At the same time, Paul gives significant attention in this letter to those forces that act upon the individual person from without to constrain his or her heart and practice to move in other than God-ward directions – and thus result in multiplying sins qua actions contrary to God’s vision for God’s creatures and their common life.  This brings us, in Galatians, chiefly to τὰ στοιχεῖα τοῦ κόσμου.  The στοιχεῖα represent the fundamental building blocks of the world, but not in the sense of the physical elements from which the physical world is constituted,[5] though this meaning does provide a close analogy. They are the organizing and regulatory principles that create the “order” that constitutes the kosmos to which Paul celebrates having been crucified so as to live no longer within its constraints (6:14) – the “world” of human systems, interaction, and activity as these have taken shape in humanity’s rebellion against, rather than submission to, God. The στοιχεῖα arise from human ordering and activity, the accumulated residue of human sin’s effects on the environment of the sinners that “twists conditions in which others must live.”[6] The represent “the systemic nature of sin,” calling us to recognize “the manner in which structures embody and perpetuate harm and wrong.”[7]

The στοιχεῖα are, especially, the categories that divide, order, and create hierarchy within social reality, as well as the rationales that undergird the same. (Paul will name and sweep away three of these paired categories that had hitherto ordered human community and assigned priority and relative value across those categories in Galatians 3:28: Jew versus Greek, slave versus free, male versus female.) They are the rules and values that each child, born into and confronted with the society that had long since taken shape on the basis of such rules and values, must inevitably internalize, accept, and live by. They are the individual parts of “the way the world works,” to which each child must adapt himself or herself, by which each child must be willingly constrained as his or her mind, practices, and life trajectory are shaped thereby. These regulatory principles begin outside of us but, at some point within the long process of our socialization into the world as kosmos, become part of us, become internal strictures within us. This is the slavery into which every person is born, and which most never recognize as such.[8]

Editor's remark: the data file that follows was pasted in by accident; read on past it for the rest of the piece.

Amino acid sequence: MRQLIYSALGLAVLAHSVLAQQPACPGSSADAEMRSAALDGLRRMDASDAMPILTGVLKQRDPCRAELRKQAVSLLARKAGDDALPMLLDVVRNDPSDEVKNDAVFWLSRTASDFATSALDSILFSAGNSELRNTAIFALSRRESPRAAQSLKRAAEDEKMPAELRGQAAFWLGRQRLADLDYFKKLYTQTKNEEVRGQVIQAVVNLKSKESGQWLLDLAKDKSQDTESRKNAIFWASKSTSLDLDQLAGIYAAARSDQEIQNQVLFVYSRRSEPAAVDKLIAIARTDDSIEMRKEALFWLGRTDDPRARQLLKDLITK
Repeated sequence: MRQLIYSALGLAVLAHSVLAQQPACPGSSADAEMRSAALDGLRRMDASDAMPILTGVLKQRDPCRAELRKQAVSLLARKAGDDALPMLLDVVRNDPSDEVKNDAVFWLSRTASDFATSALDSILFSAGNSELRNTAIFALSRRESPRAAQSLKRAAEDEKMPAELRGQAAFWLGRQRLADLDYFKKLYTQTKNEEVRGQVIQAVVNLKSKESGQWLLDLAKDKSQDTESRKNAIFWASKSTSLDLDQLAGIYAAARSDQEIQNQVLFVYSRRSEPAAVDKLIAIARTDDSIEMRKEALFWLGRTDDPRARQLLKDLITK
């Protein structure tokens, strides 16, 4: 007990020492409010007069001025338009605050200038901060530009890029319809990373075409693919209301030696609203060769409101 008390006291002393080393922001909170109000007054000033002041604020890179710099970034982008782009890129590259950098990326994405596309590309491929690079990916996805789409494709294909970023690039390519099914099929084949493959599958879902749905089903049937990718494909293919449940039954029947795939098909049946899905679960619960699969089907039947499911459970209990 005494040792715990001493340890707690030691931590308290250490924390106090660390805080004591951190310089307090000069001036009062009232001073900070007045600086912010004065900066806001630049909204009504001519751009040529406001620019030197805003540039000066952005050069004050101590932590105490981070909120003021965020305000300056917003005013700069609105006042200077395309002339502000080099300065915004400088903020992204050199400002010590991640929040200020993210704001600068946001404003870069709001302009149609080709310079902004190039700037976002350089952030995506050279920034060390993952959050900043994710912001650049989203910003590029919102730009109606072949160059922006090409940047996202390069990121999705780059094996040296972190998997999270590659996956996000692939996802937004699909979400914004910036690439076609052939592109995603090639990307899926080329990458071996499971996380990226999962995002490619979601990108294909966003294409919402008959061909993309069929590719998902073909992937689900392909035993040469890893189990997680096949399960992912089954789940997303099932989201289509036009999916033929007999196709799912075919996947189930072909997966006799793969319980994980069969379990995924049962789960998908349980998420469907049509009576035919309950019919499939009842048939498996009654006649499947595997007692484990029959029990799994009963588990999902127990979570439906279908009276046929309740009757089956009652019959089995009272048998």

The human predicament consists, for Paul in Galatians, of sin and slavery; thus God’s remedy must consist of the restoration of righteousness and freedom.

  1. Galatians 2:15, 17, 18

The next three occurrences of the language of “sin” and “sinner” come from the extended version of Paul’s response to Peter in Syrian Antioch:

“We, Jews by nature and not sinners (ἁμαρτωλοί) from the nations….” (Gal. 2:15)

“Now, if while seeking to be set right in Christ we were found also ourselves to be sinners (ἁμαρτωλοί), then is Christ sin’s servant (ἁμαρτίας διάκονος)?  Heck, no!” (Gal. 2:17)

This says something about what sin is not for Paul, at least not anymore.  It is not to be found in the neglect of those practices that maintain the separation of Jew from Gentile once Jew and Gentile have been reconciled to God and to one another in Christ.  We could go further: sin is to be found now, on this side of Christ’s coming, above all in the rejection of the “way out” that God the Father (1:4) has provided from this predicament through the death and resurrection of God’s Son (1:4; 2:20) and provision of God’s Spirit (3:2-5, 13-14; 5:13-25). “Sin” is now choosing not to align oneself with God’s provision for the re-alignment of human beings as individuals and humanity as community with God’s Self and God’s vision for both – refusing, that is, God’s provision for “rectification,” the setting right, of the human situation before God.  This was, far from incidentally, Paul’s understanding of his own primary sin as he reflects on his own story (Gal 1:13-16; 1 Cor 15:8-10) – it was not his sins against the Law (in regard to which he could boast to be “blameless,” Phil 3:6) but his opposition to God’s righteous One that God had to intervene to correct by “revealing his Son to me” (Gal 1:15).